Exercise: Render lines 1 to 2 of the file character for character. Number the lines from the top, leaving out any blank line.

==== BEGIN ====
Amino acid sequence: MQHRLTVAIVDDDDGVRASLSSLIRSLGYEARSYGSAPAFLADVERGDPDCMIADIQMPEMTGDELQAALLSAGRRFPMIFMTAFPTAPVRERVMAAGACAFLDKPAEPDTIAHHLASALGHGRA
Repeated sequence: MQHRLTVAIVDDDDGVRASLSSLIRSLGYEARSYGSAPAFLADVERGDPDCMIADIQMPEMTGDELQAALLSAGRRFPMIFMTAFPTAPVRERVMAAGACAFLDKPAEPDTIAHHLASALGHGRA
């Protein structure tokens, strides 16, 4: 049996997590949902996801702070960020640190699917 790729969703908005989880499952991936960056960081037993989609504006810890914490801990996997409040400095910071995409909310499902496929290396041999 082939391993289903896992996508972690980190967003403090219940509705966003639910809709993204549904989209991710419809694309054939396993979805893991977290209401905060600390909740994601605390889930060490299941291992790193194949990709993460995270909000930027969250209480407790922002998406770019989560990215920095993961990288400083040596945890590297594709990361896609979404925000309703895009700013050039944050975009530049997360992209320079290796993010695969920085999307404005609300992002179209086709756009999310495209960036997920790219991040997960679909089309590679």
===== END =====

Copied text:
Amino acid sequence: MQHRLTVAIVDDDDGVRASLSSLIRSLGYEARSYGSAPAFLADVERGDPDCMIADIQMPEMTGDELQAALLSAGRRFPMIFMTAFPTAPVRERVMAAGACAFLDKPAEPDTIAHHLASALGHGRA
Repeated sequence: MQHRLTVAIVDDDDGVRASLSSLIRSLGYEARSYGSAPAFLADVERGDPDCMIADIQMPEMTGDELQAALLSAGRRFPMIFMTAFPTAPVRERVMAAGACAFLDKPAEPDTIAHHLASALGHGRA